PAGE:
Friday, August 19, 2011

High Salaries for Celebrity Journalists

Apropos of my recent blog posts, I came across an article about the amazingly high salaries of the celebrity journalists who bring us the “news” in the major media outlets. The article is available at the link below.

On the very same day, I saw an article about desperate mothers in Kenya physically fighting other desperate mothers to get food for their starving children. As a mom myself, I couldn’t begin to imagine the horror of watching my own children starve before my eyes. That article is available at the link below.

I was talking recently with a colleague who mentioned that he could imagine I would be a real “Mama Grizzly” if anyone ever threatened my kids. When I read this article about the moms in Kenya, I thought about that “Mama Grizzly” comment. To the best of my recollection and with the possible exception of some minor naughtiness as a young child, I’ve never physically assaulted anyone. I cannot conceive of harming another human being like that. But if my children’s survival were at stake, I can imagine that might begin to be an option. It is horrifying to consider, but the love for one’s children is strong. It would kill me to see my children’s lives in danger and I would probably do just about anything to protect them. It would fly in the face of every value I embrace and I would hate myself. But the anguish of watching your child waste away is unthinkable.

The irony of the two stories appearing at the same time struck me. I don’t begrudge anyone good fortune and a windfall. There will always be people who earn outrageous salaries while others live in deprivation. These rich “journalists” are not alone in receiving such compensation.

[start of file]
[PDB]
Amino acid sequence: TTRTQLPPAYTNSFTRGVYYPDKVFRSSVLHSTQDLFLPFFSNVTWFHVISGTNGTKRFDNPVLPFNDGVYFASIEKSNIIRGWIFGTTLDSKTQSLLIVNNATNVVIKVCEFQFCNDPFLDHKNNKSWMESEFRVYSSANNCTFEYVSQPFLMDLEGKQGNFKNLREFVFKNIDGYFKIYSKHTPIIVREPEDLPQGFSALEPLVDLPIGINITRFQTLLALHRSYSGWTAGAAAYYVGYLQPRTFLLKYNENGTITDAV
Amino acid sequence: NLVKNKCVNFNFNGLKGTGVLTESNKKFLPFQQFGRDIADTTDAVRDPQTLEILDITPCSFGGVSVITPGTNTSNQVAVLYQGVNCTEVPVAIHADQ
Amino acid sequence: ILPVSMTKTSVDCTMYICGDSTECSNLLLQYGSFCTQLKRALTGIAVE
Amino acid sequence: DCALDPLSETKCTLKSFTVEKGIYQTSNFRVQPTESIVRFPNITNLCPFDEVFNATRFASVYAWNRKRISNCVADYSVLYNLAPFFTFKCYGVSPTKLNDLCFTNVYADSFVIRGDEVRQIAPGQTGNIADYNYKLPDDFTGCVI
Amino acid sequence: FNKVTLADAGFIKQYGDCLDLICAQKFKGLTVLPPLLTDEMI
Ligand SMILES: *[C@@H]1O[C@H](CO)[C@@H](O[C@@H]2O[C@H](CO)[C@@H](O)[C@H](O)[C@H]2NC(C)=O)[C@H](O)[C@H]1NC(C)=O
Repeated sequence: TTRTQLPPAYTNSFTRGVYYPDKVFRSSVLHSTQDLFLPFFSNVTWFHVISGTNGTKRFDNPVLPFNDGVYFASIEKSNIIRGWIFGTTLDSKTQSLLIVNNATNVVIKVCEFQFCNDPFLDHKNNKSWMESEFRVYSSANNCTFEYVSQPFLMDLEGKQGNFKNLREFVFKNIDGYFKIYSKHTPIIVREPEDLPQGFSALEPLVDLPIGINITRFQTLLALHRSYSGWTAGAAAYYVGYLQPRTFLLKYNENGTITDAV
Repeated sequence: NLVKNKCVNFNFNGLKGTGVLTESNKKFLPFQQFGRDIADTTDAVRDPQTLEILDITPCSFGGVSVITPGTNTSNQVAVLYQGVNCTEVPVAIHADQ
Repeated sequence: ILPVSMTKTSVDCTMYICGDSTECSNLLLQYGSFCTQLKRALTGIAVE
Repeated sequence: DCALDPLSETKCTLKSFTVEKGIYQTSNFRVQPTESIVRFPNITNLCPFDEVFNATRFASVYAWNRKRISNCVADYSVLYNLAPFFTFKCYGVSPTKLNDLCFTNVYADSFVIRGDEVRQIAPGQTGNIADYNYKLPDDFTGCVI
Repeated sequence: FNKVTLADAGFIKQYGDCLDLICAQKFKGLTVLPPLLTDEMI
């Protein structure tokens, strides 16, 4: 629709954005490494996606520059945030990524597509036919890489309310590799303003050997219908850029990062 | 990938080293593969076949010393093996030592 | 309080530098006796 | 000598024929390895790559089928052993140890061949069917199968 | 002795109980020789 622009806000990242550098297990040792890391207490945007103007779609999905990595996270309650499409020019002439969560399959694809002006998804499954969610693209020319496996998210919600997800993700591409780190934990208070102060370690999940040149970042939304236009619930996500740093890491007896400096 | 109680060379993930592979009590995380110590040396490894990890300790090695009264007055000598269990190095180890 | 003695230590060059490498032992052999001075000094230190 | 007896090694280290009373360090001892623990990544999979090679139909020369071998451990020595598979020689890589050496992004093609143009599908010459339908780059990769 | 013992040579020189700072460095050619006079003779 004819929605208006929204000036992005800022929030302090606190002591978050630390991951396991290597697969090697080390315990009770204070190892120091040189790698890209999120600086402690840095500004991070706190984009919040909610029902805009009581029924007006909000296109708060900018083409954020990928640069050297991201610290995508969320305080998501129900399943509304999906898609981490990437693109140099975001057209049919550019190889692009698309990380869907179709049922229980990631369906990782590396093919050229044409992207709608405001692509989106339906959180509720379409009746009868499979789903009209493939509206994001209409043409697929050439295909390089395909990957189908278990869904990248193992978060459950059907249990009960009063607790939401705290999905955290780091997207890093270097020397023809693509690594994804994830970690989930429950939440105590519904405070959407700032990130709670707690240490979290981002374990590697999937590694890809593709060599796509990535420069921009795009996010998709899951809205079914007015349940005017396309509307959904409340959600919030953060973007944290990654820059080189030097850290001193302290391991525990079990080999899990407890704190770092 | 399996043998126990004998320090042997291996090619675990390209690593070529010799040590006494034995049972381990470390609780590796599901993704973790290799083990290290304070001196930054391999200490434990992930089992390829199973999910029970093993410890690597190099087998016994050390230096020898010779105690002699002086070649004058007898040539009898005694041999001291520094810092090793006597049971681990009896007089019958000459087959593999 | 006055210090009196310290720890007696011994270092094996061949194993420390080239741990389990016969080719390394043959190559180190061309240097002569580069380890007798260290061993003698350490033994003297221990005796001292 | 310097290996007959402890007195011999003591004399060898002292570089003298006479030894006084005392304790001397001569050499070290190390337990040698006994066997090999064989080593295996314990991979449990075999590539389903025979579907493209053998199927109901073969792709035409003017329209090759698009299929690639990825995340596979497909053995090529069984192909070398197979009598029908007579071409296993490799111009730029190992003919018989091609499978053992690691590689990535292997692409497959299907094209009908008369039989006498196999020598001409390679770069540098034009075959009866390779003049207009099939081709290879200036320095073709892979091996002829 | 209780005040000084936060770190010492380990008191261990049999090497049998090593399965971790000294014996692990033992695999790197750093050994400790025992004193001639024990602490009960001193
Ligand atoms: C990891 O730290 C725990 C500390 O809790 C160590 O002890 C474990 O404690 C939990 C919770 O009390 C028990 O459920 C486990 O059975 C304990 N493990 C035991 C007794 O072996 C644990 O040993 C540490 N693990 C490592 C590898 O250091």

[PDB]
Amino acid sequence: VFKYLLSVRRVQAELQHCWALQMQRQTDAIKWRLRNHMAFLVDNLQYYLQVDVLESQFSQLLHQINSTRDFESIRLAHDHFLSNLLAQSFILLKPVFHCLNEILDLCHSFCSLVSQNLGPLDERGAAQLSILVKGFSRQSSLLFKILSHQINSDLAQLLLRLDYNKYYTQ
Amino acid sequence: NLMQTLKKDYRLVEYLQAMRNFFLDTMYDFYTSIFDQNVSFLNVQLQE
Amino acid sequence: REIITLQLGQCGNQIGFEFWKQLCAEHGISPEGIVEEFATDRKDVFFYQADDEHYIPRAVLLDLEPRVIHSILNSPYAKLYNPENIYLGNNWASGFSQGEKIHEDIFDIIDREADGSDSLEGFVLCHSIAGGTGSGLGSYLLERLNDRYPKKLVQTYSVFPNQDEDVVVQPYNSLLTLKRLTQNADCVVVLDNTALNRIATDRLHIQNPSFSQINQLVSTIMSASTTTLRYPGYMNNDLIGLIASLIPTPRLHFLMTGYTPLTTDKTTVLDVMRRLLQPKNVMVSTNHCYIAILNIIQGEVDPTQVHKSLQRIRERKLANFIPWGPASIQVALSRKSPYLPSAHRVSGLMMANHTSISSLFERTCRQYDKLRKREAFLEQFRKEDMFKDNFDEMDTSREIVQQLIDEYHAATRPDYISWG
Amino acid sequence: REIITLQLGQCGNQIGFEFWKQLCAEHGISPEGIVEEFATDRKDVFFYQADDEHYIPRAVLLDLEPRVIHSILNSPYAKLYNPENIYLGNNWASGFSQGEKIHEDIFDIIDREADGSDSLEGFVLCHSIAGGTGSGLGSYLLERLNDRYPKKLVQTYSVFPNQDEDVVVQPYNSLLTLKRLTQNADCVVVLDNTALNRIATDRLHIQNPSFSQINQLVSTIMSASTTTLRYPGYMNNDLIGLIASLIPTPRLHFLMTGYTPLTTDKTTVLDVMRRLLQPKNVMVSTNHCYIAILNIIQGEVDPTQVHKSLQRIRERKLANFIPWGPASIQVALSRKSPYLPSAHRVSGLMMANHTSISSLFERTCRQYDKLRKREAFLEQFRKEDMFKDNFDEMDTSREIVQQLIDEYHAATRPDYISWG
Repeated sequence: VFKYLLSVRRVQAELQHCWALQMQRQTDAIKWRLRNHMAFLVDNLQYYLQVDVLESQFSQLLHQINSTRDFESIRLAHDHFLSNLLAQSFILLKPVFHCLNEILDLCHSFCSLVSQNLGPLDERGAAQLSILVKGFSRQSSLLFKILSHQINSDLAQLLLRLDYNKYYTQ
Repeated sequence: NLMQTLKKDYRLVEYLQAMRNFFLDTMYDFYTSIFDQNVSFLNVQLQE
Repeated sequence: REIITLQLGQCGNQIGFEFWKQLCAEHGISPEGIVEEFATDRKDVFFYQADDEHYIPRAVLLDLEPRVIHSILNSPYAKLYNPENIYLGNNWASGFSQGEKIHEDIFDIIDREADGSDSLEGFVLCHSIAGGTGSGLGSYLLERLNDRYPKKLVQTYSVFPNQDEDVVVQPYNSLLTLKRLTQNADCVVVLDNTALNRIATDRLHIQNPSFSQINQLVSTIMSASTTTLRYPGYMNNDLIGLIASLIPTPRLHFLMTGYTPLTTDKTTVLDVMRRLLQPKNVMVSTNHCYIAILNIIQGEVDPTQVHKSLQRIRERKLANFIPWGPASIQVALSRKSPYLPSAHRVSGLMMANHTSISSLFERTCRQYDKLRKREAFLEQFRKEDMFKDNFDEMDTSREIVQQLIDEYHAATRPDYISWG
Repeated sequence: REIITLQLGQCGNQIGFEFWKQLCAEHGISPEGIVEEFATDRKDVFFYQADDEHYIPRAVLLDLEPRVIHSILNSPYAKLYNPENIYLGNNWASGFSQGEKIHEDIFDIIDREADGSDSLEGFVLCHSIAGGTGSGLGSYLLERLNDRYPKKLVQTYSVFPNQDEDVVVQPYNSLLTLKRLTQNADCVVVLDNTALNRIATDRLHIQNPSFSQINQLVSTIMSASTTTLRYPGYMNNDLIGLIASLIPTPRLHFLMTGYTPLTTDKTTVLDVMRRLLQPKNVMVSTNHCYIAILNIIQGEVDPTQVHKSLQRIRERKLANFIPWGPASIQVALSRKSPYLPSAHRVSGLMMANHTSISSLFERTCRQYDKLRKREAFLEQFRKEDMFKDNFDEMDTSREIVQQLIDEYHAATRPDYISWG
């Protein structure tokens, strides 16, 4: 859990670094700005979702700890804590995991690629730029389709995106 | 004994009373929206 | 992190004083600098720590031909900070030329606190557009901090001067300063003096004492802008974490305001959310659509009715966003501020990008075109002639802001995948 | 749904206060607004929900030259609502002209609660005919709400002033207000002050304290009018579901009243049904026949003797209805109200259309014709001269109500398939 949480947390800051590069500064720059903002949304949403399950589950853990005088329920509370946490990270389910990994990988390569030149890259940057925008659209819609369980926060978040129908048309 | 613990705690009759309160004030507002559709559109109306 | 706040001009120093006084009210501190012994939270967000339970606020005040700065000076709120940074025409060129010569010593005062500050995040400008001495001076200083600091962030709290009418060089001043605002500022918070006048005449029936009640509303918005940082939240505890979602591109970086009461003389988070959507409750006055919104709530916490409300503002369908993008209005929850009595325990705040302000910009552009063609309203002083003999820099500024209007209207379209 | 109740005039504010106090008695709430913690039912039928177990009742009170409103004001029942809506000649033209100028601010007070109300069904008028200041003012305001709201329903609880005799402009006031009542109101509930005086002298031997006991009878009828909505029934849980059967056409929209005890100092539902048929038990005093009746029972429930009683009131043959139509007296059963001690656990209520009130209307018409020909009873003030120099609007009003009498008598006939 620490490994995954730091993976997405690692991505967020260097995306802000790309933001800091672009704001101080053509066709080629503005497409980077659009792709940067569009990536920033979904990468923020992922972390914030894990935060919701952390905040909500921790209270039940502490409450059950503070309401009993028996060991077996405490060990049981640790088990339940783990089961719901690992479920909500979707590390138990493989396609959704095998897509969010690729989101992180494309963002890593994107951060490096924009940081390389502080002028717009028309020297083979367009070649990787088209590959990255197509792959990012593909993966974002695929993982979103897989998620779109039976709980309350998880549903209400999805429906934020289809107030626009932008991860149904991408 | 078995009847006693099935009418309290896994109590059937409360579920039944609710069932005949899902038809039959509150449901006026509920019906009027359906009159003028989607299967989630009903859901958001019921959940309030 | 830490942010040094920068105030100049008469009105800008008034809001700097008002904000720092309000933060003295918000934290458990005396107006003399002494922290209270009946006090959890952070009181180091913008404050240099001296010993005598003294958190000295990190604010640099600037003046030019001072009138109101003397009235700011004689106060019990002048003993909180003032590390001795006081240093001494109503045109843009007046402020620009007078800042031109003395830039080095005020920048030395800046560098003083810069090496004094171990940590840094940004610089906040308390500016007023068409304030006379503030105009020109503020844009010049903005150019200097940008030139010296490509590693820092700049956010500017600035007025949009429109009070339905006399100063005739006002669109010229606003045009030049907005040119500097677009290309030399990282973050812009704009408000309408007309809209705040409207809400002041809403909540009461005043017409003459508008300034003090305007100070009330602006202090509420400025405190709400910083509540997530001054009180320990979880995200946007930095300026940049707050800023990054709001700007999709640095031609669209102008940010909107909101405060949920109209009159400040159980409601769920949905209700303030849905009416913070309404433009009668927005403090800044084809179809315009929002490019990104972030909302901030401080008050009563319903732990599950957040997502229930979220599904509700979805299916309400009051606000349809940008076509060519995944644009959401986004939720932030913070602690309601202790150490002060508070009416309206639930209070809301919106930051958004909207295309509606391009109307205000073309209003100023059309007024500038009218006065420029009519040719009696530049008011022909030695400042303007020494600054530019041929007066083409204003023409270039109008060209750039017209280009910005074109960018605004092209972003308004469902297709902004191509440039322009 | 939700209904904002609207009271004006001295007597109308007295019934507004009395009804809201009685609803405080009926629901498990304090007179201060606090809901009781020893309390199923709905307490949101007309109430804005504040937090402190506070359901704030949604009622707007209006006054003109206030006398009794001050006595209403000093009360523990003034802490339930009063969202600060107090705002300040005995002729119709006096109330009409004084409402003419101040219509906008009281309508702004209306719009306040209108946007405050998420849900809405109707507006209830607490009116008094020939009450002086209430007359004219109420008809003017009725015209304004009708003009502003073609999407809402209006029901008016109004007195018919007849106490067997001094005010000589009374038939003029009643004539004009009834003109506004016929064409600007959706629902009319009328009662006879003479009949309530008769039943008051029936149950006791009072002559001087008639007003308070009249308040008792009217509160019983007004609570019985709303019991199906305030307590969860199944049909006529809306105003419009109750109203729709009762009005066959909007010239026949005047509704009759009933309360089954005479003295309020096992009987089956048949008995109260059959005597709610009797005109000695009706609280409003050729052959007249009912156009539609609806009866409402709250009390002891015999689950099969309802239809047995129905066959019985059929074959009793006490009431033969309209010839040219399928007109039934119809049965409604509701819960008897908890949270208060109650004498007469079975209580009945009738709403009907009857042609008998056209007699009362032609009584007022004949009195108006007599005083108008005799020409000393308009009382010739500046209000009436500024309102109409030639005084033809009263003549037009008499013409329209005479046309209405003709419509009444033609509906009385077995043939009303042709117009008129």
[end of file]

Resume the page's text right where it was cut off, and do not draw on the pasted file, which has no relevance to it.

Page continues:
But the services provided by these celebrity “journalists” is relatively cushy. They are in temperature regulated studios in places like Manhattan and Northwest D.C. They wear expensive suits and are well-coifed. They bathe regularly and have people who fuss over getting their make-up just right.

By comparison, the investigative journalists who bust their butts and often risk their lives to bring us the news from places of instability and violence are often unsung heroes. Tom Odula is the person who wrote the article above about mothers dealing with horrific drought in Kenya. Frankly, I’ve never heard of him before. I googled him and was not able to learn much. I could be wrong, but I’m assuming that he is making considerably less than Matt Lauer this year. However, to me, Mr. Odula is performing a much more important public service than Mr. Lauer’s hosting of the Today show.

I suppose the same sort of inequality exists in other professions. I began my professional life as a grade school teacher in an underfunded church school in a neglected part of town. The salary I earned that first year probably would have put me below the federal poverty level. The teachers at the best public schools on the other side of town made several times more than I did. Teachers at prestigious private schools in other more affluent communities also would have made many times more than I was making that first year.

When I was in practice as a lawyer, I was very fortunate and made more money than I could have ever imagined. Partners at big firms made a lot more, but I couldn’t complain. I made much more than the lawyers in my community who defended indigent clients to avoid deportation or incarceration. I also had a much nicer office in which to work.

Similarly, the plastic surgeons who play on the insecurities of various people perform tummy tucks and breast augmentations, for which they earn lucrative income. By contrast, the doctors who live in rural communities serving underserved populations often with substandard facilities live a much less opulent lifestyle.

I think it is interesting to note the way that market forces sometimes overcompensate services of lesser social value and undercompensate services of greater social value.

Galatians 5:13

You were called to freedom, brothers and sisters; only don’t let this freedom be an opportunity to indulge your selfish impulses, but serve each other through love.

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